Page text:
Despite the unfortunately bloody look of the Super Bowl LVI logo, the NFL decided to stick with the idea of referencing the game's host state for the upcoming Super Bowl LVII. This time it delivered a winner. With the big game to be played at Arizona’s State Farm Stadium in Glendale on 12 February, the design incorporates the state’s emblematic desert landscape along with beams of light shining from the horizon to reference the Arizona State Flag.
But some people later wondered if something uncanny was going on with the choice of colours. The Super Bowl LVII will be contested by The Kansas City Chiefs (red) and Philadelphia Eagles (teal). Did the NFL predict who would be competing in the game? We suspect not, but there always needs to be some kind of controversy.
Super Bowl LVIII logo is apparently leaked
Is this our first glimpse of what NEXT YEAR’S #SuperBowl logo will look like? This sketch from a source suggests the Las Vegas skyline will be incorporated & that the Roman numerals (purple this time!) will be curved. Per @sportslogosnet. #SBLVIII #NFL https://t.co/F13oX7tTCR pic.twitter.com/Y9J5yu1faKJanuary 30, 2023
Is this next year's SuperBowl logo? We don't know, but people seem to like it. The sketch doing the rounds on Twitter is said to be based on a glimpse of a finished version of the logo for next year's game in Las Vegas. The Vegas skyline is featured, following the style of the last couple of logos, but the Roman numerals this time are curved on either end, which seems like a nice further variation on the flat logo after so many years.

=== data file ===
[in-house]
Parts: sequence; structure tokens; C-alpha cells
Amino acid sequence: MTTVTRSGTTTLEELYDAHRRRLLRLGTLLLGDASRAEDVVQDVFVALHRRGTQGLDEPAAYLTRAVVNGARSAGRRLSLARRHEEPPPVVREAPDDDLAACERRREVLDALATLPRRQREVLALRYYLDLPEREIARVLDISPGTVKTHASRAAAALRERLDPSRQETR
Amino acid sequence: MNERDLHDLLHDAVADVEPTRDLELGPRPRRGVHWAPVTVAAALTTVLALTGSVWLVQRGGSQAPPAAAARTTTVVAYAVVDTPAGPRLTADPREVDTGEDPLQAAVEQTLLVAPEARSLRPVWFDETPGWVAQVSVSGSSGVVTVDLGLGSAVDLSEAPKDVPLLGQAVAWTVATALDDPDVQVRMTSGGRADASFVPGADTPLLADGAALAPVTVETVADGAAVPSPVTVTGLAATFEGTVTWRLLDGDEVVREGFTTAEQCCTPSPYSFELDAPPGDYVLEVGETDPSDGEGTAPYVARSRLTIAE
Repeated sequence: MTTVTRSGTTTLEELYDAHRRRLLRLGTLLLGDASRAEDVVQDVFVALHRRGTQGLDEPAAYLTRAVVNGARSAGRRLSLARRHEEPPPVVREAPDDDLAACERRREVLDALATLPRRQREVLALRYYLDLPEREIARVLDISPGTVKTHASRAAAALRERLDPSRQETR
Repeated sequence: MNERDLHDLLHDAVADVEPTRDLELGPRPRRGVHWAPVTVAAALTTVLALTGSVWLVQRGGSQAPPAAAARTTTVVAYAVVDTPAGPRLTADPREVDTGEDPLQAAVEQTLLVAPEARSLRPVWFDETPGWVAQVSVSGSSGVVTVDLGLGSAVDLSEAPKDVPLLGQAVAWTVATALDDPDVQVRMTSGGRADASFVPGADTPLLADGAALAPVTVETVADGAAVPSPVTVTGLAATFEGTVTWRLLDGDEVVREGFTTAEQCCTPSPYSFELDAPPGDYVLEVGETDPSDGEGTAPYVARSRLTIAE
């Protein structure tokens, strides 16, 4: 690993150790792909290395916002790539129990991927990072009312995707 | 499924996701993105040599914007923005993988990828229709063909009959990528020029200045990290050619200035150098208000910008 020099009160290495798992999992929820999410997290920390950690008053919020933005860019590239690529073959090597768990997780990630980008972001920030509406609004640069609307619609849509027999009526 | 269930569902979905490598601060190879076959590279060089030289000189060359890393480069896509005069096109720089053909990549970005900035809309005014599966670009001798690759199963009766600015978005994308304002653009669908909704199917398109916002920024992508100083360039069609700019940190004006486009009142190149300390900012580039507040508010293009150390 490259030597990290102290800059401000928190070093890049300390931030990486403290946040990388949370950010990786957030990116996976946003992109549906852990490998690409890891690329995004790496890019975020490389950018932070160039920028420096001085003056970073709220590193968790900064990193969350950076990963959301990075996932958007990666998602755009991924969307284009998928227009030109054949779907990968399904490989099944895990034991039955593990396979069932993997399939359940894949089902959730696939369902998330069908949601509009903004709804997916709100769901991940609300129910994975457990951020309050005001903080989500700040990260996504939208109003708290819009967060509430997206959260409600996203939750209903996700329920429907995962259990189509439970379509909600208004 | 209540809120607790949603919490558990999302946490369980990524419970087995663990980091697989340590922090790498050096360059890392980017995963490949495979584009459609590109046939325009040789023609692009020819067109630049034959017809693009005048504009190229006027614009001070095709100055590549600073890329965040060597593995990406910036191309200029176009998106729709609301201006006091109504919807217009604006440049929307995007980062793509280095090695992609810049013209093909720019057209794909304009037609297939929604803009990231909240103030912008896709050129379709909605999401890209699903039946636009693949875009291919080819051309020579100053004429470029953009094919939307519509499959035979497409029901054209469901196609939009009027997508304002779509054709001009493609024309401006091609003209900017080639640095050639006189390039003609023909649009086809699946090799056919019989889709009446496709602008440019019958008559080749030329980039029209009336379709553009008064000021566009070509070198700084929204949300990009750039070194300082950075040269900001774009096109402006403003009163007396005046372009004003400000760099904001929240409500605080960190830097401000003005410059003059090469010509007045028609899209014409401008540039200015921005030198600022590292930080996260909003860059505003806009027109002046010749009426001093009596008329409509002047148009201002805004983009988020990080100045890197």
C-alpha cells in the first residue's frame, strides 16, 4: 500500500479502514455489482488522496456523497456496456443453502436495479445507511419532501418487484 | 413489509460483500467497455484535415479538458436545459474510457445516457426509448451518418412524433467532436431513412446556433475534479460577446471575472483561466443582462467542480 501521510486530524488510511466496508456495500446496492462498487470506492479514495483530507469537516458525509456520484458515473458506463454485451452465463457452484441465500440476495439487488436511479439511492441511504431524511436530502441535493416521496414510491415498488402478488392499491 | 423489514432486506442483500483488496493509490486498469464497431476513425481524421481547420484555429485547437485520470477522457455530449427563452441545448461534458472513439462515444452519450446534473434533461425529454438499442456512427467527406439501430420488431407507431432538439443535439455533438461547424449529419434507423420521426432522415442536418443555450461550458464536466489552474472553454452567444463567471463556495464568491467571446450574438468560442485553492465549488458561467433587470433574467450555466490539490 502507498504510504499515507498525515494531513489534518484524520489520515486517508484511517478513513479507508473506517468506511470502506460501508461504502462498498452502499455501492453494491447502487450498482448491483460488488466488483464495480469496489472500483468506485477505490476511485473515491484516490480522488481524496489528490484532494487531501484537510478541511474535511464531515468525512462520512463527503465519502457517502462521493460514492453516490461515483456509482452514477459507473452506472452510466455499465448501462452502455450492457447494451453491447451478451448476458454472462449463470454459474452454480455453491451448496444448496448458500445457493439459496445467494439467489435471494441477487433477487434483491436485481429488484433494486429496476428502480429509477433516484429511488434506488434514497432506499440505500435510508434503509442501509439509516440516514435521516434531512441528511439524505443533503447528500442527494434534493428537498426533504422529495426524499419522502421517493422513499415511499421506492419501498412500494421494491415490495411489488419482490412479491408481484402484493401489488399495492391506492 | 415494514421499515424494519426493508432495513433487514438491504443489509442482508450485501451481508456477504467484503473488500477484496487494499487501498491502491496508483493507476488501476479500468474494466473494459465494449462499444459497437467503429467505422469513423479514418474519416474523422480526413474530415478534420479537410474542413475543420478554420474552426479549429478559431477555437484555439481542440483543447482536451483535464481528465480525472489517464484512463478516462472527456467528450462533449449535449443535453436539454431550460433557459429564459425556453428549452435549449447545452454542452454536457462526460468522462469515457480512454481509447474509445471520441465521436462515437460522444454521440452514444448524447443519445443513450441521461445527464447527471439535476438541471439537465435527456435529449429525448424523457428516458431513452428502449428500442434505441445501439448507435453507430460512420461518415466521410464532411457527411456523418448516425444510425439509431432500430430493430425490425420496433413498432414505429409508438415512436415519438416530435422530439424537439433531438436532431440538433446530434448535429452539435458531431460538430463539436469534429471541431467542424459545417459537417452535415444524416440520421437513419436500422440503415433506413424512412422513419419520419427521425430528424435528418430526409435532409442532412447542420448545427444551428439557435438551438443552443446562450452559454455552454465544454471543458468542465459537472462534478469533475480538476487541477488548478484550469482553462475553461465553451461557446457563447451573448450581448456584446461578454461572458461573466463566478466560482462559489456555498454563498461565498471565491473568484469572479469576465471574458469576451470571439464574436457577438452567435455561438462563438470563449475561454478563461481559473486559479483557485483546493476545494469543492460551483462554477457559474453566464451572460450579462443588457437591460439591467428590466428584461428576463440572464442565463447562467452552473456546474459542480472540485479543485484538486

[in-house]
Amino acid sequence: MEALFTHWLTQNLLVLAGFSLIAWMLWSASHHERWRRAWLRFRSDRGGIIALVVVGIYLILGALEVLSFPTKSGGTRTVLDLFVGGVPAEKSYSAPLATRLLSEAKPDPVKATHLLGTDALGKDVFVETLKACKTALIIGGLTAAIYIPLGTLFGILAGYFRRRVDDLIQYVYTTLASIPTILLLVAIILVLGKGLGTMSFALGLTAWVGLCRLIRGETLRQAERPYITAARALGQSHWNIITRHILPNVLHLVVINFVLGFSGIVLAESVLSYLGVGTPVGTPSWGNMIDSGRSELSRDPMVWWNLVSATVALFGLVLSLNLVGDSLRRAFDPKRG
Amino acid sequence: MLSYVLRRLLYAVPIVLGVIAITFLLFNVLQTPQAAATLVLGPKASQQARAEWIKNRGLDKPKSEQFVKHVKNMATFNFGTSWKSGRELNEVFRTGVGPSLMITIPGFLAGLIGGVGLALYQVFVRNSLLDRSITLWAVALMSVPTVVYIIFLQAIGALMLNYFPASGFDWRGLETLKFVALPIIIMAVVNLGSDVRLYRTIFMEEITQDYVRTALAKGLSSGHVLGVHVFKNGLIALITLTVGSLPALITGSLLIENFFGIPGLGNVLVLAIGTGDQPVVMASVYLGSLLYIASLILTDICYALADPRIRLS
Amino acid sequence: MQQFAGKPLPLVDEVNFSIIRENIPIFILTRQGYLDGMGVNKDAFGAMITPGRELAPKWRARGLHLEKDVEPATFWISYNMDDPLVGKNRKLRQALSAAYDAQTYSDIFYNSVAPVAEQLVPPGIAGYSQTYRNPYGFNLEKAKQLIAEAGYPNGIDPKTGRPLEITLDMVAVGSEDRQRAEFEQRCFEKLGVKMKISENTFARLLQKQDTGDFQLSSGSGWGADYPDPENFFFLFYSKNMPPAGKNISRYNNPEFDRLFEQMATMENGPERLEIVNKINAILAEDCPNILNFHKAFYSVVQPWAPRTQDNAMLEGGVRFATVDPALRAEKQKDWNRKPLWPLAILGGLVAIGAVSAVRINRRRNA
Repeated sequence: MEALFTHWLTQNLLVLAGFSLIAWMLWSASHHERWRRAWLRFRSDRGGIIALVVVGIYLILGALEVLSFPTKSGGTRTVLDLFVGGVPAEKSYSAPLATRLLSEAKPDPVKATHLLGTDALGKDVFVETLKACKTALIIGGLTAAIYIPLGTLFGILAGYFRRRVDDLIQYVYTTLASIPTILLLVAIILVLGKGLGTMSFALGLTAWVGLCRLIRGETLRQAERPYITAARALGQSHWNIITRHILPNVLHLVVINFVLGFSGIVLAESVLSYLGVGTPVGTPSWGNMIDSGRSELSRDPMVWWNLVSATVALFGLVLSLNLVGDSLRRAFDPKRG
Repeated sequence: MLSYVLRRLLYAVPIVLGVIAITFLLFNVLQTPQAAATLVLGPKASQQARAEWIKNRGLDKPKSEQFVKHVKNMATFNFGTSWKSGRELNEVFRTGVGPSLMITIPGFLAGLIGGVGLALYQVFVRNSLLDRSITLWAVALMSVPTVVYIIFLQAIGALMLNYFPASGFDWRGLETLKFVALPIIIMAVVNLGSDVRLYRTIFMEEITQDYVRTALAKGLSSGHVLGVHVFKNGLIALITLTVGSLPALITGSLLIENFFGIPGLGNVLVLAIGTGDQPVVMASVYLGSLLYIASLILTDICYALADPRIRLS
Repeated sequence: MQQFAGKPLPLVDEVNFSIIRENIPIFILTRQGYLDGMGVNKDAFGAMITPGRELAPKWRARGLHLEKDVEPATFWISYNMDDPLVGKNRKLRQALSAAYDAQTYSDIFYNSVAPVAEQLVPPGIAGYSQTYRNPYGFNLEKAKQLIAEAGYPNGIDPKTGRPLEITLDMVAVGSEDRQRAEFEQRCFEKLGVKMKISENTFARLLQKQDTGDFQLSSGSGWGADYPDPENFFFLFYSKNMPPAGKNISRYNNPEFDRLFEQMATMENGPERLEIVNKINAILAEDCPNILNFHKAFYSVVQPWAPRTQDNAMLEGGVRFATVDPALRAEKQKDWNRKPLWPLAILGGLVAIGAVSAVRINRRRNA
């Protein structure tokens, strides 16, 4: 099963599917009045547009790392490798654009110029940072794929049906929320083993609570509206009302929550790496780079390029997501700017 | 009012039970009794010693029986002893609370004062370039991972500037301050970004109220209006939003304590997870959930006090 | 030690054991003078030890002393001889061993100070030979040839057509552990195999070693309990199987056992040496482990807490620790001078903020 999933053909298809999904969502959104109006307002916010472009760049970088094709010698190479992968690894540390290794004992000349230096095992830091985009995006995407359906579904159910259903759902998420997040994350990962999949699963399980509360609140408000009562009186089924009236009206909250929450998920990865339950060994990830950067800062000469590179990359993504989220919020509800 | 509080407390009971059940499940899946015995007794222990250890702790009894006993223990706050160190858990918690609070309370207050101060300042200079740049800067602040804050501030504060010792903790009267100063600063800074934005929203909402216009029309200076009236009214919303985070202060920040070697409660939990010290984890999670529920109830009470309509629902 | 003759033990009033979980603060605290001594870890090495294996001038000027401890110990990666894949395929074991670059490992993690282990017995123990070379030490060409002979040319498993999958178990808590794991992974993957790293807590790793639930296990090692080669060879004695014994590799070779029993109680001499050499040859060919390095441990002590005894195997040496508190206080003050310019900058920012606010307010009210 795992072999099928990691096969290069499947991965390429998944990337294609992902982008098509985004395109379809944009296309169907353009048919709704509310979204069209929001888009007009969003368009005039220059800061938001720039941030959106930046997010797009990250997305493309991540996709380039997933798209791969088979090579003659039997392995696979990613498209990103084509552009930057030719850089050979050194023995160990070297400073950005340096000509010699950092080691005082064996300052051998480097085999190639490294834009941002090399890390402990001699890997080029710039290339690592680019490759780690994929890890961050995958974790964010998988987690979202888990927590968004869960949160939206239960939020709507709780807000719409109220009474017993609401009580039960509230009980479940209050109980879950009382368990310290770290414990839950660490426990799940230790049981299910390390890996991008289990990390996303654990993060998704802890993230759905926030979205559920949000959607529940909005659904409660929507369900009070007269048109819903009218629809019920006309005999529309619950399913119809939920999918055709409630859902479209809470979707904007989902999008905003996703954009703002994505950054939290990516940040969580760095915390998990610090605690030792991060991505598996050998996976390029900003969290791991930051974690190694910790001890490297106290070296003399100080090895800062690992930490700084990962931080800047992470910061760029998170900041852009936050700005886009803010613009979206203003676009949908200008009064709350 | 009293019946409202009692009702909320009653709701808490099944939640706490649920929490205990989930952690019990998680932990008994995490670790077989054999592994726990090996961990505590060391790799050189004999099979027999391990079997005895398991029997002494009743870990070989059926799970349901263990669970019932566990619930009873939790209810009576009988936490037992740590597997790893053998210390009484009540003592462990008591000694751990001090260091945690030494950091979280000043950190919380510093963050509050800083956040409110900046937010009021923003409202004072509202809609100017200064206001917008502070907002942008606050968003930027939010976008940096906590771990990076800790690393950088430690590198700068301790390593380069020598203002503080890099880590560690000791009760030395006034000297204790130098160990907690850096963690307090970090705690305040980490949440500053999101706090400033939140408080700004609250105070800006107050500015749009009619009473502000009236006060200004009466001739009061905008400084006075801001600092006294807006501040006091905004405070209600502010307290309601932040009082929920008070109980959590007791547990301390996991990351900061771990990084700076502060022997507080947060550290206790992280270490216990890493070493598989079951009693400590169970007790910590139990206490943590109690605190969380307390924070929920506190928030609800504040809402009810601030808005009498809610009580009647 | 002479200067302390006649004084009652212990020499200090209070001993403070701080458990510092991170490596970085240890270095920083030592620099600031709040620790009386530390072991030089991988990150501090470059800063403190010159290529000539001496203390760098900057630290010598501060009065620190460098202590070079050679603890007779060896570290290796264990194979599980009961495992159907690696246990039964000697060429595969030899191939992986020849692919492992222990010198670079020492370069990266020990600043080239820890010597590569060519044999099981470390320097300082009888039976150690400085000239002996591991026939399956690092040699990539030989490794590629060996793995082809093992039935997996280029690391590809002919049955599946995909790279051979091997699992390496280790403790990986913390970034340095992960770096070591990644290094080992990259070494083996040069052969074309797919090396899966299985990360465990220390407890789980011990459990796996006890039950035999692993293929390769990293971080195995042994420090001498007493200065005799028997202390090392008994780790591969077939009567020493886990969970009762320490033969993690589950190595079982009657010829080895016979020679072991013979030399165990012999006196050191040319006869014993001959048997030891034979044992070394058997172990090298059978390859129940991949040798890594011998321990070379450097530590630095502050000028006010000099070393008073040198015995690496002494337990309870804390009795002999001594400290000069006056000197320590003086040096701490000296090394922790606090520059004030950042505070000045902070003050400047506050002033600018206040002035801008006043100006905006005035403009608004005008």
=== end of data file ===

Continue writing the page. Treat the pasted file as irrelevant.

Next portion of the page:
The most controversial Super Bowl ads
The Super Bowl is the most watched television event in the US, and that means brands tend to get a little carried away in their attempts to get noticed in the commercial breaks. An advertising slot during the game is so expensive, you want to make sure you really get viewers' attention, and that's often meant going way over the top.
Sometimes viewers have been terribly upset about seemingly minor controversies, like a kiss in a GoDaddy ad (so it was a long, sloppy close-up kiss, but come on, it was just a kiss). But perhaps one of the most controversial ads in branding circles was the cheeky Scarlett JohanssonSoda Stream ad from 2014 (above) due to the direct challenge 'Sorry Coke and Pepsi' (the line was cut from the final version, avoiding causing offence to two major advertisers, but Johanssonlost her role as an Oxfam ambassador because of Soda Stream's presence in occupied Palestinian territories).
Perhaps one of the hardest hitting Super Bowls ads was produced by Pittsburgh's 84 Lumber Company in 2017. The piece, which had to be heavily edited after footage in the full version was deemed too political for broadcast by Fox, depicts a mother and daughter's journey to become legal American citizens.
The shortest Super Bowl ad in history
Like we said, advertising during the Super Bowl is an expensive business. According toVariety, 30 seconds costs $5.5M. So back in 2021, Reddit decided to make do with what it could afford, which was five seconds. And it made them count with the shortest Super Bowl ad in history. The ad looked like an accident, but it was wonderfully creative.
"Big game spots are expensive, so we couldn't buy a full one," the message read. "But we were inspired and decided to spend our entire marketing budget on 5 seconds of airtime." It certainly got people talking.
M&M's rebrand revealed to be Super Bowl stunt
Yum 😉 pic.twitter.com/51nh9Ql0WfJanuary 25, 2023